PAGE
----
>>>> With the new Gmail, people/advertisers will know when you open that message Wired

>>>> Dear Gmailer: I know what you read last summer (and last night and today) Ars Technica

>> BIG PICTURE: 2013: The year 'the Stream' crested, by Alexis Madrigal: "The Stream represents the triumph of reverse-chronology, where importance -- above-the-foldness -- is based exclusively on nowness.... There are great reasons for why The Stream triumphed. In a world of infinite variety, it's difficult to categorize or even find, especially before a thing has been linked. So time, newness, began to stand in for many other things. And now the Internet's media landscape is like a never-ending store, where everything is free. No matter how hard you sprint for the horizon, it keeps receding. There is always something more." The Atlantic

>> SOCIAL BUTTERFLIES: Everyone wants to be the one messaging app that rules them all -- but there's no such thing, and never will be, by Mathew Ingram: "If you were engaged in something worthwhile on Thursday rather than paying attention to technology blogs, you might have missed the fact that photo-sharing app Instagram -- now a subsidiary of social behemoth Facebook Inc. -- launched a new feature the company calls Instagram Direct, as Om predicted it would several weeks ago. The new feature essentially turns Instagram into a messaging app, allowing users to send the equivalent of direct messages to friends along with a picture or video. This feature obviously pits Instagram against a horde of other messaging apps and micro-social networks, including Twitter -- which just launched a new photo-enhanced direct-messaging feature of its own -- as well as Snapchat, Kik, WhatsApp, and Facebook's own branded messenger service. It's getting so smartphone users could probably fill up an entire screen with just apps that involve photo-sharing and/or messaging of some kind." GigaOM

>>>> Take that, Snapchat: Instagram Direct's private messages stick around TechHive

>>>> Will Instagram's new messaging app solve Facebook's problem? Wall Street Journal/Digits

>>>> Sorry, Instagram: Kik, now at 100M users, shows how a platform trumps messaging Pando

>>>> Instagram says half of all Instagrammers -- 75M+ -- use the app daily TechCrunch

>> PERIPATETIC PIRATES: Pirate Bay docks in Peru: New system will make domains "irrelevant," by Andy: "Fearing a domain seizure by Swedish authorities, last April the site moved to a Greenland-based domain. The stay was short-lived, with the site moving first to Iceland and then to Sint Maarten. That residency was to last just eight months, terminated this week following pressure from Dutch anti-piracy outfit BREIN... Ascension Island was next up, a handy stopover on the way to its latest destination. As of a few minutes ago the site's new domain became ThePirateBay.pe. The .PE represents Peru, chosen by the site 'because it's in South America.'" Torrent Freak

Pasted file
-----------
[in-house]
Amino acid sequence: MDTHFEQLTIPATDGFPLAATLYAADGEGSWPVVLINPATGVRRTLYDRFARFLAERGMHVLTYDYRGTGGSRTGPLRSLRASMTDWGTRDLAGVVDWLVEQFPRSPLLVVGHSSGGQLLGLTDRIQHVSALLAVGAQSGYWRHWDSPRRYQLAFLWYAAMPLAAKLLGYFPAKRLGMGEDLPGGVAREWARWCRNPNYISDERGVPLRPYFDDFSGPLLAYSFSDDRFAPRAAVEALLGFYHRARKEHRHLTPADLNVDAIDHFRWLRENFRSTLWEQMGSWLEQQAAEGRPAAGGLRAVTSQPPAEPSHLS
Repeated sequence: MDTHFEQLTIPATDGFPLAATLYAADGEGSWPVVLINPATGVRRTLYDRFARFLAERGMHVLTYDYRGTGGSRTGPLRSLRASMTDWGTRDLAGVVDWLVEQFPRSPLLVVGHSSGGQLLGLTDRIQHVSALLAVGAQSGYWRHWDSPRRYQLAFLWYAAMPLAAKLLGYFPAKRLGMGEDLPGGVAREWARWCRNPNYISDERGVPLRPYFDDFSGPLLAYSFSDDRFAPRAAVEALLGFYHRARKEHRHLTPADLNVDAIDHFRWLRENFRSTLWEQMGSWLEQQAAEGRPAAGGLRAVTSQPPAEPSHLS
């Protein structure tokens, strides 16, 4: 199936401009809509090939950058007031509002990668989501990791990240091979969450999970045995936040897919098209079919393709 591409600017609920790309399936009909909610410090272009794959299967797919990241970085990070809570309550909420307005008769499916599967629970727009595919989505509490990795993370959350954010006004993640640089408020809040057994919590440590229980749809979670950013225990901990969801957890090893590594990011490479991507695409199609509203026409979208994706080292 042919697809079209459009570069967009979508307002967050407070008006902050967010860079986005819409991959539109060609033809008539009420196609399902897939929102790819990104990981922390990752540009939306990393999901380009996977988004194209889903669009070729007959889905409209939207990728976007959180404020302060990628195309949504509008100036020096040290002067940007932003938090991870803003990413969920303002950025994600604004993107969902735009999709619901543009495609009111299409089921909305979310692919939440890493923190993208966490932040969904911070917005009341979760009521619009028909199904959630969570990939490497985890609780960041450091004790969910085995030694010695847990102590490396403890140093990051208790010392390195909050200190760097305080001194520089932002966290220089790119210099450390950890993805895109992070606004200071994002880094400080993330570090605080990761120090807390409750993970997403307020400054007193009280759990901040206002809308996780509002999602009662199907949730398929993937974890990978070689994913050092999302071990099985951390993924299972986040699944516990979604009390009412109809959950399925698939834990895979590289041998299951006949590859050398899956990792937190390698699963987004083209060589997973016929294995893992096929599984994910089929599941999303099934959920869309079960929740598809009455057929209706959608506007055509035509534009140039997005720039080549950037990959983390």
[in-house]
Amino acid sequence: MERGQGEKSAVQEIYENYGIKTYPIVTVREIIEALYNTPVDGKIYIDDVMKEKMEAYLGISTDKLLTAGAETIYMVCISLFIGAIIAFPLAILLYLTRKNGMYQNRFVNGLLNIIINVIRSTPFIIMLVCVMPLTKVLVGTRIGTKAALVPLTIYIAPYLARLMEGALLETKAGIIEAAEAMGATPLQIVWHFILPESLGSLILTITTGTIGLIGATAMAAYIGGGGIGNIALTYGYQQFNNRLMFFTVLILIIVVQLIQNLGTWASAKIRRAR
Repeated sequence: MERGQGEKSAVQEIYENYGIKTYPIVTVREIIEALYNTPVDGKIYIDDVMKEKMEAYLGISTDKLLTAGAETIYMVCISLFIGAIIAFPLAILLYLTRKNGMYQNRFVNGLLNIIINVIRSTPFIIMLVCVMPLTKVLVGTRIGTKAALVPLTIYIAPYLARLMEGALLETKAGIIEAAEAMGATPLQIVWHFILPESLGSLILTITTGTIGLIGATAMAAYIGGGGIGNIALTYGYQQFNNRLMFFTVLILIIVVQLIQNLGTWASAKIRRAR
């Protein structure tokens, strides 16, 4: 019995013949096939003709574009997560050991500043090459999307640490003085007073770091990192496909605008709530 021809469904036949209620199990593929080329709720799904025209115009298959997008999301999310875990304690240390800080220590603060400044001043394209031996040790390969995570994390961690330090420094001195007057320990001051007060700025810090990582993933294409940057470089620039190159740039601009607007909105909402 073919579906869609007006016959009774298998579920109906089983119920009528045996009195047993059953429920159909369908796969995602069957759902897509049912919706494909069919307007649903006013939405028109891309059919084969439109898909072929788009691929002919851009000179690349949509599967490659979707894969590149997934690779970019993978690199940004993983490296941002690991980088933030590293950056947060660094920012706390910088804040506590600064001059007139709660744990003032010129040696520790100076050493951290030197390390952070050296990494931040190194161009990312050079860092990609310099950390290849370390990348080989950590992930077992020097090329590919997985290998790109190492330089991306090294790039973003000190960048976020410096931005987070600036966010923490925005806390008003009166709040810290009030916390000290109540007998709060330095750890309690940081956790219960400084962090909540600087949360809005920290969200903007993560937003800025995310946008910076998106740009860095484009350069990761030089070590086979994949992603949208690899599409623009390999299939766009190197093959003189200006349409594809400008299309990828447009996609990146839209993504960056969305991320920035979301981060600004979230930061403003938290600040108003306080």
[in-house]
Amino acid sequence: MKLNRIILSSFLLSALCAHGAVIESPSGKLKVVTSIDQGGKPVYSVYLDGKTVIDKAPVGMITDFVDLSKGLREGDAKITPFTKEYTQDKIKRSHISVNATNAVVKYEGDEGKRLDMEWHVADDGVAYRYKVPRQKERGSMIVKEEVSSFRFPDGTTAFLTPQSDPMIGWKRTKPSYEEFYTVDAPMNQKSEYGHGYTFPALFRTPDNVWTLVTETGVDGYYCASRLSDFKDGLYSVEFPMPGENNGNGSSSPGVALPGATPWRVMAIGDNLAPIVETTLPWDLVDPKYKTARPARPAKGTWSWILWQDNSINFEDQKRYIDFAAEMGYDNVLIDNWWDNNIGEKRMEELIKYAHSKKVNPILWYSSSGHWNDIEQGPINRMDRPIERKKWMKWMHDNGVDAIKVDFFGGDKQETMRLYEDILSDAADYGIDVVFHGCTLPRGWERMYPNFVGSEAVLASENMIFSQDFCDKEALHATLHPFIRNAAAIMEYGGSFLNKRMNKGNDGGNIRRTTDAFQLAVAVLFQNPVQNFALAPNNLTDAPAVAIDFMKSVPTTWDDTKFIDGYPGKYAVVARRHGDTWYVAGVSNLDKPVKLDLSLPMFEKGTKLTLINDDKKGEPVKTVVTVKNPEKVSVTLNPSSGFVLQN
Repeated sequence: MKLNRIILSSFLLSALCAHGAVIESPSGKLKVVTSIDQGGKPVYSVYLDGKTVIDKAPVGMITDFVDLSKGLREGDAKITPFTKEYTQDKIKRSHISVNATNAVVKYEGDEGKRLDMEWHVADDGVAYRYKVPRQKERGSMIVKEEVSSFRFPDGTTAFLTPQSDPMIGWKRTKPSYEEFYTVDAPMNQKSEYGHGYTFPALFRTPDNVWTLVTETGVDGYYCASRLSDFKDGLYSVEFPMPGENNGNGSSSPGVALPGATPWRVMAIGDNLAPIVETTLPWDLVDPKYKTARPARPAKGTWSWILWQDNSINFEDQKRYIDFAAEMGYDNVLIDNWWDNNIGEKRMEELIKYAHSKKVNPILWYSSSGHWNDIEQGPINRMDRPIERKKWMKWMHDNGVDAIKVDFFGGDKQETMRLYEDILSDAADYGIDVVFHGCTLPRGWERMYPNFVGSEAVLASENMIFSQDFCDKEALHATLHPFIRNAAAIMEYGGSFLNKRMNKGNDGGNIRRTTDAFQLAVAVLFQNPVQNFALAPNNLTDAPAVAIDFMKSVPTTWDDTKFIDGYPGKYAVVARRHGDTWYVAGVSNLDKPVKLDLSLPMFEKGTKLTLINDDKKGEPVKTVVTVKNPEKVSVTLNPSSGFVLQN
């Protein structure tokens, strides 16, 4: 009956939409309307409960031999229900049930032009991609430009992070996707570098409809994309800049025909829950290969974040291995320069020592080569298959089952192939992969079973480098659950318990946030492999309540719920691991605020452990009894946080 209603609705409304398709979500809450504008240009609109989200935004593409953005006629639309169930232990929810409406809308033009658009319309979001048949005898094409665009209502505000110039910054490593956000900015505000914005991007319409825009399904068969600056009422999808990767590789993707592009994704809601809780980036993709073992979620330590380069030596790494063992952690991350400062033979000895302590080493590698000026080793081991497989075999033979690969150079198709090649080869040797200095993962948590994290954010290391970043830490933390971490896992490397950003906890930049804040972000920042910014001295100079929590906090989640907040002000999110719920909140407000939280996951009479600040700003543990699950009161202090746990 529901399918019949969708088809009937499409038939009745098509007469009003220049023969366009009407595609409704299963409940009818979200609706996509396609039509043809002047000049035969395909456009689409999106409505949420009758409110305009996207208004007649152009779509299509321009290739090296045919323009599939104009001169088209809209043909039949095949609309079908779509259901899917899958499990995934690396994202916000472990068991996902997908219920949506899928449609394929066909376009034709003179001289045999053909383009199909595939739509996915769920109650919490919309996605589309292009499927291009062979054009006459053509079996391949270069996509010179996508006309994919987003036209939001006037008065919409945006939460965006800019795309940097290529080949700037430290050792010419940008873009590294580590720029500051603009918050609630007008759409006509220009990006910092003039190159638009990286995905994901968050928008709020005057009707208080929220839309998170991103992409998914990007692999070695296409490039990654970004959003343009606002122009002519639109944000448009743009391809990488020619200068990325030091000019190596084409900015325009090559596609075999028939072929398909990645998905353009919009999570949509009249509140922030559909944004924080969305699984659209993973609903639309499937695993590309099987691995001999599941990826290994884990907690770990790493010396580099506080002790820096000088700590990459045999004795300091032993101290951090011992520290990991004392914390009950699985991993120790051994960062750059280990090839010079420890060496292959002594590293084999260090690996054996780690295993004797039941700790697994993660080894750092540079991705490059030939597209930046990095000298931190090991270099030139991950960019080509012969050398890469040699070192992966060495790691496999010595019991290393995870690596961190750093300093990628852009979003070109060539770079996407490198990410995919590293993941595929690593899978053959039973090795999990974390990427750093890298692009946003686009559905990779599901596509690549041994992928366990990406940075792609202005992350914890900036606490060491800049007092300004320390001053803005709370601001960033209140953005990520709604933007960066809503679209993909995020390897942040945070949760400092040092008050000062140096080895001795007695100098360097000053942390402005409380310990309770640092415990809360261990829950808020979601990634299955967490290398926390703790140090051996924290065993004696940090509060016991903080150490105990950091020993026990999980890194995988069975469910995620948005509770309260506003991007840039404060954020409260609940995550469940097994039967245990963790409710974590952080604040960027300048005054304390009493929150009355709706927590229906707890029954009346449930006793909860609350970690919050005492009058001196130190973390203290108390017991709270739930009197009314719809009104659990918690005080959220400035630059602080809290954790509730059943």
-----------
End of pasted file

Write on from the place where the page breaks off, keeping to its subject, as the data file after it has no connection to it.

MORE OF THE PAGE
>> YOUR MARGIN, MY OPPORTUNITY: Amazon said to launch Pantry to take on Costco, Sam's, by Alistair Barr: "Pantry is set to launch in 2014 and will let Amazon Prime members buy consumer packages goods that will be shipping in a set sized box with a maximum weight limit... will launch with about 2,000 products typically found in the center of grocery stores, such as cleaning supplies, kitchen paper rolls, canned goods like pet food, dry grocery items like cereal and some beverages. Amazon will let Prime shoppers put as many of these items into a set sized box, up to a specific weight limit. If the products fit and they don't exceed the maximum weight, Amazon will ship the box for a small fee." USA Today

>> Google removes vital privacy feature from Android, claiming its release was accidental EFF

>> Oculus VR raises $75M to help bring virtual reality goggles to the masses TechCrunch

>>>> "Company has raised over $100 million before even announcing the final product." Ars Technica

>> Microsoft schedules Build 2014 developer conference for April 2 [Then pulled the announcement from its site -- any guess when we'll see Windows Phone 8.1 and Windows 8.1.1?] The Verge

>> Cisco cuts long-term revenue forecast InfoWorld

>> Dell's Venture arm expands investments with $300M fund Wall Street Journal/Digits

>> There was a huge IT shift toward the cloud this year, agree Evernote, Box, and GitHub CITEworld

>> Mozilla advises webmasters to implement X-Frame-Options security header PCWorld

>> Google goes offline with Chrome Apps for Mac Computerworld

>> Hacker gets 18 months for peddling computer access to U.S. national security lab PCWorld

>> Researchers create a more accurate alternative to Wi-Fi for tracking people through walls GigaOM

>> Chromecast can now stream videos and music from Google Play's website The Verge

>> Bots 'account for 61% of Web traffic' BBC

>> HAD TO RUN IT: The Kardashians hint at marketing potential for Instagram's messenger PCWorld

>> Bitcoin this hour: $917 Mt.Gox

>> TWEET O' THE DAY: "Don't weigh in...don't weigh in...don't weigh in...don't weigh in...you're only going to regret it..." @OKnox

FEED ME, SEYMOUR: Comments? Questions? Tips? Shoot mail to Trent or Woody. Follow @gegax or @woodyleonhard.